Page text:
The Trump administration unveiled its plan on Thursday, Sept. 5, for ending government control of Fannie Mae and Freddie Mac, the two giant mortgage finance companies that nearly collapsed in the financial crisis 11 years ago and were bailed out at a total cost to taxpayers of $187 billion, according to The Associated Press.
U.S. Treasury Secretary Steven Mnuchin said, “The Trump administration is committed to promoting much needed reforms to the housing finance system that will protect taxpayers and help Americans who want to buy a home.”
The administration’s plan calls for returning Fannie and Freddie to private ownership and reducing risk to taxpayers.
While not prominently in the public eye, the two companies perform a critical role in the housing market. Together they guarantee roughly half of the $10 trillion U.S. home loan market.
Fannie and Freddie, operating under so-called government conservatorships, have become profitable again in the years since the 2008 rescue and have repaid their bailouts in full to the Treasury. Now the administration wants to end the Fannie and Freddie conservatorships.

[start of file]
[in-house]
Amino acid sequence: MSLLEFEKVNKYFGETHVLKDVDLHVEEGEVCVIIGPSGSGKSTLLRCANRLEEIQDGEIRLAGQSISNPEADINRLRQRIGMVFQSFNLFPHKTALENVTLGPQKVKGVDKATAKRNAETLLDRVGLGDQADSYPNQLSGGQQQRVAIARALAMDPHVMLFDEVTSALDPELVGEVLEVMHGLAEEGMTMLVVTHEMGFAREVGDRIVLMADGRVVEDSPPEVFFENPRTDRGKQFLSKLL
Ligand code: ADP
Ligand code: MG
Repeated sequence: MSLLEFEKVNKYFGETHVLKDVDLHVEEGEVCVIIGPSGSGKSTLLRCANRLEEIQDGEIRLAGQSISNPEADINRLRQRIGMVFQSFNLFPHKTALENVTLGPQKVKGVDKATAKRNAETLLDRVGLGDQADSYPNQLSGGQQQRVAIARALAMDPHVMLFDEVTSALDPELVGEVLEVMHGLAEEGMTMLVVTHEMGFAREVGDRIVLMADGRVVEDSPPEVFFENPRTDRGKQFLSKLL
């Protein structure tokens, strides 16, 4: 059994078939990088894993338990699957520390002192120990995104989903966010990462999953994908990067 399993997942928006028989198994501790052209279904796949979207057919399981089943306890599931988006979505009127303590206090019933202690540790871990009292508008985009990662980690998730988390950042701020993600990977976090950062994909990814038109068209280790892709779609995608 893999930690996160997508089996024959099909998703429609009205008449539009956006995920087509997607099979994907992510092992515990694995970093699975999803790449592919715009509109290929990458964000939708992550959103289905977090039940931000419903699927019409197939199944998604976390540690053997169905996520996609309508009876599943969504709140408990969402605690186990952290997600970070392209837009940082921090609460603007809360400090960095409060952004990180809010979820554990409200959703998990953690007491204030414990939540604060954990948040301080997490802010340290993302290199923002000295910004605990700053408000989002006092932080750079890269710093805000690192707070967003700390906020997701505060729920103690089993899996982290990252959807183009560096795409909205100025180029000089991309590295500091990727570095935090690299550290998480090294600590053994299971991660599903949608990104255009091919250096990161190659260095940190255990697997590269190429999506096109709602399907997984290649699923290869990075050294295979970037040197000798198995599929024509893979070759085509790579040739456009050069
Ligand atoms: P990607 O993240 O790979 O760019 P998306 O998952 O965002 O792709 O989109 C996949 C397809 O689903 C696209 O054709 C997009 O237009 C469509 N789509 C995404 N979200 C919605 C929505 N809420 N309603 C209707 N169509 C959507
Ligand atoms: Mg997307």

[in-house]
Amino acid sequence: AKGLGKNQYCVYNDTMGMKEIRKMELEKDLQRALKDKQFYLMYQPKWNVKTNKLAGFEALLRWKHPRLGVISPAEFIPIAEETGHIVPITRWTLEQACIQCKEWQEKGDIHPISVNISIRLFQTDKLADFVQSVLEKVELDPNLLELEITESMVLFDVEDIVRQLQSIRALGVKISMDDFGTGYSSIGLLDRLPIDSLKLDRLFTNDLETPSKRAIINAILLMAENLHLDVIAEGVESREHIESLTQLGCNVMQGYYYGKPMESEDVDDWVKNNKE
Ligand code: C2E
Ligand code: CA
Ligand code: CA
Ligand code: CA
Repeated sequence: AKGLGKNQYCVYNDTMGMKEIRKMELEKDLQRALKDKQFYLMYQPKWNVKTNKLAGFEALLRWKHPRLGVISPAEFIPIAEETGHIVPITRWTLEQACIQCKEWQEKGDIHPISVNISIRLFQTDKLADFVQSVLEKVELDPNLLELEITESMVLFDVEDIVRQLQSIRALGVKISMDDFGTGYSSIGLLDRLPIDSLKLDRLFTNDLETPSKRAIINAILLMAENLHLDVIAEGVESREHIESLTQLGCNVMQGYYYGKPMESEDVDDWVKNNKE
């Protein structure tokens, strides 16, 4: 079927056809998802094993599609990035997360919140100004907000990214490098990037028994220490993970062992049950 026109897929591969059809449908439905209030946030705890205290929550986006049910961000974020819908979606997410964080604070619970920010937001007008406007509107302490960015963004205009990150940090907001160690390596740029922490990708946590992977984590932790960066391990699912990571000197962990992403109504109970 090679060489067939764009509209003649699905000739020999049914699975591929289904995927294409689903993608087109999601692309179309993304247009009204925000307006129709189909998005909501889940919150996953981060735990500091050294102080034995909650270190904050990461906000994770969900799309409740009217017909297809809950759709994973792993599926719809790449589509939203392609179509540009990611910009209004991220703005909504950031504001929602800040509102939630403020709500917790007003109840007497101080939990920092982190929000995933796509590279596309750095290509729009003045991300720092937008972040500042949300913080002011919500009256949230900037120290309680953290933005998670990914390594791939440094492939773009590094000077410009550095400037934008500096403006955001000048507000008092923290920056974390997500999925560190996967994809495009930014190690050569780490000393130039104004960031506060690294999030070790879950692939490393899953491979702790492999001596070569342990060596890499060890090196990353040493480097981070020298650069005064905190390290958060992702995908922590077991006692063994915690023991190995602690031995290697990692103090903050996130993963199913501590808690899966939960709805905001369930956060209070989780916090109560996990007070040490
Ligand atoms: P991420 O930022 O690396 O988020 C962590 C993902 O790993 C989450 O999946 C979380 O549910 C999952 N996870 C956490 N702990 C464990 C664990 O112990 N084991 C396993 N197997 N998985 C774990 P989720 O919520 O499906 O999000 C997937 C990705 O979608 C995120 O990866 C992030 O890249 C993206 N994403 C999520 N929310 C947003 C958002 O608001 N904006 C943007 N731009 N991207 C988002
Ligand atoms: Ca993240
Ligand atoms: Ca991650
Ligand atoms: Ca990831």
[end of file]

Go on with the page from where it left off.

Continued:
Fannie and Freddie don’t make home loans. They buy them from banks and other lenders, and bundle them into securities, guarantee them against default and sell them to investors. Because the companies are under government control, investors are eager to snap up the “safe” securities.
Treasury officials said they would aim to privatize the two companies without making mortgages tougher and more expensive.
They also said they would work with federal regulators to find out the details on how to make Fannie and Freddie become healthier as well as to reduce the firms’ position in housing finance. The process could take years to carry out and will not affect existing mortgages, according to The Wall Street Journal.
Administration officials said the government should have only a limited role in housing finance, and that the current system leaves taxpayers exposed to potential bailouts again.
“Our view is that the government footprint has become too big,” Treasury Secretary Steven Mnuchin said in an interview ahead of Thursday’s report. ”There are people in Washington who are happy to leave this the way it is for another 10 or 20 years, and that’s not us. We feel an obligation to try to fix this,” according to The Wall Street Journal.
Privatizing Fannie and Freddie is a top priority for the Trump administration, but any quick steps to abruptly reduce the administration’s role in housing could cause disruption to the housing market as the 2020 election campaign is just about to start.
Mark Calabria, the director of the Federal Housing Finance Agency, indicated recently that it wouldn’t be any time soon, and likely after 2020. Some conditions will have to be met for the companies to be “ready to exit,” he said. They include ensuring the companies have sufficient capital to operate, and continue on their own in the event of a severe economic downturn.
Includes reporting from The Associate Press